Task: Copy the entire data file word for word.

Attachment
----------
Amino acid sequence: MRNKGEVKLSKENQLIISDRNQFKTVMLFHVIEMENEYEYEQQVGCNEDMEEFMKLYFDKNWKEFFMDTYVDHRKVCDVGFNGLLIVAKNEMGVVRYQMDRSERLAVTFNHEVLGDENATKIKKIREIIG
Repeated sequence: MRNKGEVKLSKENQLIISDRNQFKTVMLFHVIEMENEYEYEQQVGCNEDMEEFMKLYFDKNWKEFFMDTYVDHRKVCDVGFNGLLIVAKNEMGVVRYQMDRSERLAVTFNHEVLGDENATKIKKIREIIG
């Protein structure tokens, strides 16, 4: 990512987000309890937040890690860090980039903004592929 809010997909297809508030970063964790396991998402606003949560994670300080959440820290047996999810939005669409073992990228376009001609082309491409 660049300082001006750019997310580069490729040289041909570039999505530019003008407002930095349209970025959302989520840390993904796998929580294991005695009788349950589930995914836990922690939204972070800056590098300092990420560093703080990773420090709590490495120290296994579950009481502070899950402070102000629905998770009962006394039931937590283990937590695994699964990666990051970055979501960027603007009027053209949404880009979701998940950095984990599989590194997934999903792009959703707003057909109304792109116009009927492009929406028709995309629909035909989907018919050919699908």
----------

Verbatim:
Amino acid sequence: MRNKGEVKLSKENQLIISDRNQFKTVMLFHVIEMENEYEYEQQVGCNEDMEEFMKLYFDKNWKEFFMDTYVDHRKVCDVGFNGLLIVAKNEMGVVRYQMDRSERLAVTFNHEVLGDENATKIKKIREIIG
Repeated sequence: MRNKGEVKLSKENQLIISDRNQFKTVMLFHVIEMENEYEYEQQVGCNEDMEEFMKLYFDKNWKEFFMDTYVDHRKVCDVGFNGLLIVAKNEMGVVRYQMDRSERLAVTFNHEVLGDENATKIKKIREIIG
């Protein structure tokens, strides 16, 4: 990512987000309890937040890690860090980039903004592929 809010997909297809508030970063964790396991998402606003949560994670300080959440820290047996999810939005669409073992990228376009001609082309491409 660049300082001006750019997310580069490729040289041909570039999505530019003008407002930095349209970025959302989520840390993904796998929580294991005695009788349950589930995914836990922690939204972070800056590098300092990420560093703080990773420090709590490495120290296994579950009481502070899950402070102000629905998770009962006394039931937590283990937590695994699964990666990051970055979501960027603007009027053209949404880009979701998940950095984990599989590194997934999903792009959703707003057909109304792109116009009927492009929406028709995309629909035909989907018919050919699908």